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Fischer: Protect your home from watery disasters

By Jen Fischer - Special to the Standard-Examiner | Aug 12, 2022

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Jen Fischer

“Water, water, everywhere, Nor any drop to drink.” Not only is this an oft-cited line from English poet Samuel Taylor Coleridge’s “The Rime of the Ancient Mariner,” but it was also a line from yours truly (possibly along with some other expletives) upon opening the door of an unused basement bedroom. The first revolting visual that I beheld was the warped baseboards pulling away from the wall. I stepped inside the doorway to take a closer look, and as expected, alit upon a spongy, waterlogged carpet that left an indented footprint where I had stepped. This was the same carpet we had just replaced due to a toilet overflow from the upstairs bathroom a few months previously.

I sloshed across the room to see if I could find a culprit. It appeared that the paint was bubbling more prominently beside one particular window, and that same window looked to be pulling away from the frame. I erroneously assumed it was leaking through a window. We did have a decent monsoon rain storm the night before, but what could have caused this much water?

According to Swift Restoration, a local disaster cleanup company (which I currently have on speed dial), there are three categories of water loss. Category 1 is described as a clear water loss. This type of water originates from a sanitary water source such as uncontaminated interior water (included toilets that do not contain chemicals and have been flushed), melting snow or ice and rain. This type of water loss, however, can quickly degenerate to a category 2 loss given time and temperature.

Grey water is considered a category 2 loss. Not only is the hue of the water less than clear, but so is the content. This type of water is the stuff of science experiments. Although, encountering such water, and certainly ingesting it, could cause serious illness. This water contains microorganisms and chemical or biological matter that should not linger in the home. This can include discharge from washing machines, unflushed toilet bowl seepage and punctured water beds. However, if it does come from a punctured waterbed, there may be a much larger problem to address (refer to previous article on decorating faux pas). Much like clear water, grey water can also quickly deteriorate into category 3 water with the assistance of time and temperature.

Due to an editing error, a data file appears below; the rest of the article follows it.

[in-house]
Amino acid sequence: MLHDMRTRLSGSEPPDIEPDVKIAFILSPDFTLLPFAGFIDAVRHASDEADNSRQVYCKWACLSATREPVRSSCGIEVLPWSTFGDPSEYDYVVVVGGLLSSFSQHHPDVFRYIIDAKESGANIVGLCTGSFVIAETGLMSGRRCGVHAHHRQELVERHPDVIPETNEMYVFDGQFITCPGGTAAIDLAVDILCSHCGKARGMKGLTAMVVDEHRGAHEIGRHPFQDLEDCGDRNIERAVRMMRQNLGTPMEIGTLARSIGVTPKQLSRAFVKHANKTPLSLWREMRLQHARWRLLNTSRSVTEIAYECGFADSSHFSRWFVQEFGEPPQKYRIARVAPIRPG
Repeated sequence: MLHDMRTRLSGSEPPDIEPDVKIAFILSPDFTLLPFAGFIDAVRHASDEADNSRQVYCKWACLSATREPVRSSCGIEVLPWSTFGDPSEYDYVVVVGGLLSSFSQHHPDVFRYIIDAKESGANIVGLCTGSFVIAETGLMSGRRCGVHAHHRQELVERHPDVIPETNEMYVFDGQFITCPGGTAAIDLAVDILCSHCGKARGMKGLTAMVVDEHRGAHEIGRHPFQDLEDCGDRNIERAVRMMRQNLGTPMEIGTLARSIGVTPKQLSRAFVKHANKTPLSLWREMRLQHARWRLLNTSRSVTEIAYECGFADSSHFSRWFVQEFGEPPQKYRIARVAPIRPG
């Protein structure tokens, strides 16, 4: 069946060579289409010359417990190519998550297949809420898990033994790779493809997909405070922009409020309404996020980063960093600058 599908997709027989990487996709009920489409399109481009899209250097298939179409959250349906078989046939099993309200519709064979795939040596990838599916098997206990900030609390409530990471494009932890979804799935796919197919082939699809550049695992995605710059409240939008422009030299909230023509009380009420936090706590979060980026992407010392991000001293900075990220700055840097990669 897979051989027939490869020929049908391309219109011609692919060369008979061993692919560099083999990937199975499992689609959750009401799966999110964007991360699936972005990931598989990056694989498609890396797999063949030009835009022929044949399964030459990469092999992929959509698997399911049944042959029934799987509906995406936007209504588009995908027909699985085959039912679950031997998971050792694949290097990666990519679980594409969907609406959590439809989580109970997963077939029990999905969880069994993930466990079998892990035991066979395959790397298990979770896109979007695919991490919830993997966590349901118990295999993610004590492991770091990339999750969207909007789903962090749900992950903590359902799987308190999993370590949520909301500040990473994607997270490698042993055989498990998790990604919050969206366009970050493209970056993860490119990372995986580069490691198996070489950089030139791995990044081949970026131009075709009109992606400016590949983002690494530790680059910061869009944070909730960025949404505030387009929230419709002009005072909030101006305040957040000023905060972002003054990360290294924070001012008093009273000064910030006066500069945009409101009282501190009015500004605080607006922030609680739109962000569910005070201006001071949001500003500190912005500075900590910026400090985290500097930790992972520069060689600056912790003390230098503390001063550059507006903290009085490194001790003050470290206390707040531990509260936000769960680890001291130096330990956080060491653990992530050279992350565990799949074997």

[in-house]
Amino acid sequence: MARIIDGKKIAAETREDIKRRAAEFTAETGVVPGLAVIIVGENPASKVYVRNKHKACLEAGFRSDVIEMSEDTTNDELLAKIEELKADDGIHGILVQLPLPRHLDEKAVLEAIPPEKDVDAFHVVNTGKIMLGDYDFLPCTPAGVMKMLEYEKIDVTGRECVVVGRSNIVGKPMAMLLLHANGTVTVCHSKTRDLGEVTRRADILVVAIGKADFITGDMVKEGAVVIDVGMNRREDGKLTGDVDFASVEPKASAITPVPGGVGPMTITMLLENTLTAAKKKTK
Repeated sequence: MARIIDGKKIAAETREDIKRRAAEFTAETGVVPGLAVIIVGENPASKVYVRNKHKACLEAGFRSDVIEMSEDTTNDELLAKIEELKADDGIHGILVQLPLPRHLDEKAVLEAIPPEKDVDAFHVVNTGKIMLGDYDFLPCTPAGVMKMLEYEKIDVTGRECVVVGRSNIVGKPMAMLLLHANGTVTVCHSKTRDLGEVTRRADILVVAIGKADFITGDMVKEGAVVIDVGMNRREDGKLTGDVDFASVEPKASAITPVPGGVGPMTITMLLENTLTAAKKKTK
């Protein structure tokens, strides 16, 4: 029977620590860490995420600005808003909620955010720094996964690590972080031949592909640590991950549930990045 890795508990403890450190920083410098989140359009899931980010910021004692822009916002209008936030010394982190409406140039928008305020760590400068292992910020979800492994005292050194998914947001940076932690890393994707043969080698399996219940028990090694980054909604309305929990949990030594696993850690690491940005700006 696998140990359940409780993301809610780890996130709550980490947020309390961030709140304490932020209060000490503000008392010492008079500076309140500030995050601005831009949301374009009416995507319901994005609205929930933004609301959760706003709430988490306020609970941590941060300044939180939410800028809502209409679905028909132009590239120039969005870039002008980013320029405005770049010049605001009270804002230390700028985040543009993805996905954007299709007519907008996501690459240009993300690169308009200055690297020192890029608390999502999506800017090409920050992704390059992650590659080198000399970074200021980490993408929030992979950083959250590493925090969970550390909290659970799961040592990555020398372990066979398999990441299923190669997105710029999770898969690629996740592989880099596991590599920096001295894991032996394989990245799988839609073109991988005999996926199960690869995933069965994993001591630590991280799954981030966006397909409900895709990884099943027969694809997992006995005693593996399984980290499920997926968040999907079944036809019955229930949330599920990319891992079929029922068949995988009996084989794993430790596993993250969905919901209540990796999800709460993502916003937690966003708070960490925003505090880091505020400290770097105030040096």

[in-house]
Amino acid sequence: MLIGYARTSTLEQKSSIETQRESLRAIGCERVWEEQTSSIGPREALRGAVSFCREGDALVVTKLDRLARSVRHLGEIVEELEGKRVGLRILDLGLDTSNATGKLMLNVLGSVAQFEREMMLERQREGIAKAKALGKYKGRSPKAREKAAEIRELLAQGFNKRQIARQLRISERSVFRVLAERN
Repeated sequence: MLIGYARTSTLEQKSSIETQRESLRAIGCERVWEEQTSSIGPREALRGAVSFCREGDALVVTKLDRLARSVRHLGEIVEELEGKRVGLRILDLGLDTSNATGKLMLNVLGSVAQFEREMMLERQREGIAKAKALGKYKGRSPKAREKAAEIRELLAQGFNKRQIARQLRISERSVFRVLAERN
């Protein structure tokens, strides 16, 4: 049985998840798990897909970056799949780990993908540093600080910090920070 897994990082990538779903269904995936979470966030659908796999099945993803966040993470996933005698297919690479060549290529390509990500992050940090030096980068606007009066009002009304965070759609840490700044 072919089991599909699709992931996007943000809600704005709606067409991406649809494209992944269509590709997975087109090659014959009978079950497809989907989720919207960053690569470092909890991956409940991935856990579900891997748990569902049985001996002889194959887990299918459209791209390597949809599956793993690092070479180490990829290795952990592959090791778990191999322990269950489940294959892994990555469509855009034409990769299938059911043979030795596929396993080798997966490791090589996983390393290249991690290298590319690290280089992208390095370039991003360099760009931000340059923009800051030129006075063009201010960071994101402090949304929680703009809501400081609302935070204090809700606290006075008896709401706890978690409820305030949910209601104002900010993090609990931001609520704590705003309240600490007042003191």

The very worst level of water loss to encounter is black water. This is category 3. This type of water is something you want to avoid inviting into your home at all costs. This water is grossly contaminated. Coming in unprotected contact with it can cause serious, adverse physiological reactions. This water not only contains microorganisms and chemical and biological matter, but it also contains the dreaded ‘genics’ — pathogenic and toxigenic. These are agents no one wants in their homes. Some sources of this type of water include sewage, waste line backflow, and some weather-related events that bring water from outside, in. This stuff is hazmat suit worthy, and often comes disguised as much thicker and darker than the simple water formula of two hydrogen atoms and one oxygen.

As it turns out, the culprit of our recent water loss originated from category 1 water. We are unsure at this point, if it has been left long enough to have drifted into a darker diagnosis. The cause could have easily been prevented. In fact, I preach about it to every new homeowner. I implore them to drain the outdoor hose bib, including the shutoff valve, every year before winter. I detail horror stories of what can happen if you don’t do this one thing, resulting in a major loss due to water damage. I have now learned to include assigning a specific person to that task. Otherwise, each person could assume the other had done it, and it doesn’t get done at all.

Jen Fischer is an associate broker and Realtor. She can be reached at 801-645-2134 or jen@jen-fischer.com.


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